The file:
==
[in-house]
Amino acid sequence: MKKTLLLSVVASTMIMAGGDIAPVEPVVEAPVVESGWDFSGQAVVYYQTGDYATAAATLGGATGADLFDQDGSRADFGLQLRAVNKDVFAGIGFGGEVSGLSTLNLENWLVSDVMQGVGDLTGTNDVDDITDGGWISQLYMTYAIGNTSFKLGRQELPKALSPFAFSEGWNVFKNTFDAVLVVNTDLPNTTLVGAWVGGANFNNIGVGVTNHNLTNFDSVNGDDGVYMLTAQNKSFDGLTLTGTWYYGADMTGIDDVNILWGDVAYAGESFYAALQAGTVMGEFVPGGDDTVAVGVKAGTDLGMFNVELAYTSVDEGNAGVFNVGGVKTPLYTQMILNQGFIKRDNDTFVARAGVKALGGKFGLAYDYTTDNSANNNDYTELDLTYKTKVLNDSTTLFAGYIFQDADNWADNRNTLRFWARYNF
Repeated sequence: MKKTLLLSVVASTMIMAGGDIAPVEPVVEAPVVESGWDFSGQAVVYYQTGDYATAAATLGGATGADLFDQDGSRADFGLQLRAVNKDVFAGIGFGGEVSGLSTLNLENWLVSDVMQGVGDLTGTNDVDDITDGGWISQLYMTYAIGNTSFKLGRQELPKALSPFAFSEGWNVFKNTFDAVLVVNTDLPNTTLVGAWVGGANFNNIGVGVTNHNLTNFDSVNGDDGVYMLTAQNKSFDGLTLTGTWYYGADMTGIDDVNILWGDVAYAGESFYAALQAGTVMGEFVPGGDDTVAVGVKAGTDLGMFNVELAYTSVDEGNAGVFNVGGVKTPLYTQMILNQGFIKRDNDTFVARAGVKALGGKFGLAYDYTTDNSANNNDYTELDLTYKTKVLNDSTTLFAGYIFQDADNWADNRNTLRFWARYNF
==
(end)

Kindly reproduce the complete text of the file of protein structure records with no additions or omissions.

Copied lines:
[in-house]
Amino acid sequence: MKKTLLLSVVASTMIMAGGDIAPVEPVVEAPVVESGWDFSGQAVVYYQTGDYATAAATLGGATGADLFDQDGSRADFGLQLRAVNKDVFAGIGFGGEVSGLSTLNLENWLVSDVMQGVGDLTGTNDVDDITDGGWISQLYMTYAIGNTSFKLGRQELPKALSPFAFSEGWNVFKNTFDAVLVVNTDLPNTTLVGAWVGGANFNNIGVGVTNHNLTNFDSVNGDDGVYMLTAQNKSFDGLTLTGTWYYGADMTGIDDVNILWGDVAYAGESFYAALQAGTVMGEFVPGGDDTVAVGVKAGTDLGMFNVELAYTSVDEGNAGVFNVGGVKTPLYTQMILNQGFIKRDNDTFVARAGVKALGGKFGLAYDYTTDNSANNNDYTELDLTYKTKVLNDSTTLFAGYIFQDADNWADNRNTLRFWARYNF
Repeated sequence: MKKTLLLSVVASTMIMAGGDIAPVEPVVEAPVVESGWDFSGQAVVYYQTGDYATAAATLGGATGADLFDQDGSRADFGLQLRAVNKDVFAGIGFGGEVSGLSTLNLENWLVSDVMQGVGDLTGTNDVDDITDGGWISQLYMTYAIGNTSFKLGRQELPKALSPFAFSEGWNVFKNTFDAVLVVNTDLPNTTLVGAWVGGANFNNIGVGVTNHNLTNFDSVNGDDGVYMLTAQNKSFDGLTLTGTWYYGADMTGIDDVNILWGDVAYAGESFYAALQAGTVMGEFVPGGDDTVAVGVKAGTDLGMFNVELAYTSVDEGNAGVFNVGGVKTPLYTQMILNQGFIKRDNDTFVARAGVKALGGKFGLAYDYTTDNSANNNDYTELDLTYKTKVLNDSTTLFAGYIFQDADNWADNRNTLRFWARYNF